New strain of monkeypox detected in the UK

England, Health, Hospitalization, Monkeypox, Symptoms, Transmission, UK

Monkeypox case linked with travel to West Africa identified.

The UKHSA has confirmed that an individual has been diagnosed with monkeypox linked to recent travel to West Africa.

Preliminary genomic sequencing conducted by UKHSA indicates that this case does not have the current outbreak strain circulating in the UK. The individual has been admitted to the High Consequence Infectious Disease (HCID) unit at the Royal Liverpool University Hospital in line with standing advice from the Advisory Committee on Dangerous Pathogens (ACDP).

Contact tracing of close contacts of the individual is underway. So far, no further linked cases have been identified.

Dr Sophia Maki, Incident Director, UKHSA, said:

We are working to contact the individuals who have had close contact with the case prior to confirmation of their infection, to assess them as necessary and provide advice.

UKHSA and the NHS have well established and robust infection control procedures for dealing with cases of imported infectious disease and these will be strictly followed and the risk to the general public is very low.

We remind everyone who is planning to travel to West and Central Africa to be alert for the symptoms of monkeypox and to call 111 if you have symptoms on your return.

The ACDP has previously advised that importations of monkeypox directly from West Africa as well as cases caused by Clade I of the virus should still be classified as HCIDs as we cannot predict their characteristics.

UKHSA: Monkeypox cases confirmed in England – latest updates


There are two main versions of the monkeypox virus, Clade I and Clade II, previously known as the Congo Basin and West African clade, respectively.

The former has a mortality rate of around one in ten, while the death rate for the latter is around one in 100.

Clade II has two known sub-clades, and the current UK and worldwide outbreak is Clade IIb, the less deadly variant.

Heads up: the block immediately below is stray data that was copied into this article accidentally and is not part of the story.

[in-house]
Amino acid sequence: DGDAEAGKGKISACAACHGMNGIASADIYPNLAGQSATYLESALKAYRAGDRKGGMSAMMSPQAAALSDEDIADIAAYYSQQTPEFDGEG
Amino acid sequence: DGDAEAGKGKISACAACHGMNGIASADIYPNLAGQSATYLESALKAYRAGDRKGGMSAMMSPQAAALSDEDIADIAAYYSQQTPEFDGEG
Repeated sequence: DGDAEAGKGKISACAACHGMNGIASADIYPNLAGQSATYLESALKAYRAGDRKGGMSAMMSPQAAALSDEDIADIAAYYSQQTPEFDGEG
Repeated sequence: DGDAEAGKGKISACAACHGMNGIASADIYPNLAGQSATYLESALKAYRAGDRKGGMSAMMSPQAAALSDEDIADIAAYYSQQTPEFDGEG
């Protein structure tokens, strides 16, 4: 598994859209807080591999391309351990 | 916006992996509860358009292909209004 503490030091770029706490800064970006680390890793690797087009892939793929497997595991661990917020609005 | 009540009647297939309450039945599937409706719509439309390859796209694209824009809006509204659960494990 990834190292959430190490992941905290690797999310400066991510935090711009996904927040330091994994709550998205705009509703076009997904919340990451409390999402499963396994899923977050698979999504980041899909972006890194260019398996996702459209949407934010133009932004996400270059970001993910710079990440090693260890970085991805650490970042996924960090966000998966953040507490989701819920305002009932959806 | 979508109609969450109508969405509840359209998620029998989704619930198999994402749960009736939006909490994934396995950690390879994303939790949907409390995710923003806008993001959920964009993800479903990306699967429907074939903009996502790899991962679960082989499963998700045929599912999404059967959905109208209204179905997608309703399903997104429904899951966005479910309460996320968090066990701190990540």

Current UK guidance states that if a case of monkeypox is known to be imported from West Africa, a region where monkeypox has been endemic for decades, then the individual must be admitted to an HCID hospital unit for monitoring.

Daily Telegraph: New strain of monkeypox found in the UK


**Based on the new WHO nomenclature, the monkeypox virus is comprised of two clades: Clade I (formerly Congo Basin (Central African) Clade) and Clade II (formerly West African Clade). Clade II consists of the subclades Clade IIa and Clade IIb, with the latter subclade referring mainly to the group of variants circulating in the 2022 global outbreak.

Clade IIb was declassified as an HCID in July 2022 following review by the Advisory Committee on Dangerous Pathogens (ACDP) and agreement by the UK 4 Nations public health agencies.

Future importations of monkeypox cases caused by Clade I (typically found in Central Africa) and Clade IIa (typically found in West Africa) will still be classified as HCIDs, as their clinical outcomes may be more severe than Clade IIb. High consequence infectious diseases (HCID)



Event 201 – A pandemic exercise hosted by Johns Hopkins, WEF & Bill Gates Foundation on October 18, 2019 in NYC



Image by sue davies from Pixabay


** This post was originally published on September 2, 2022 **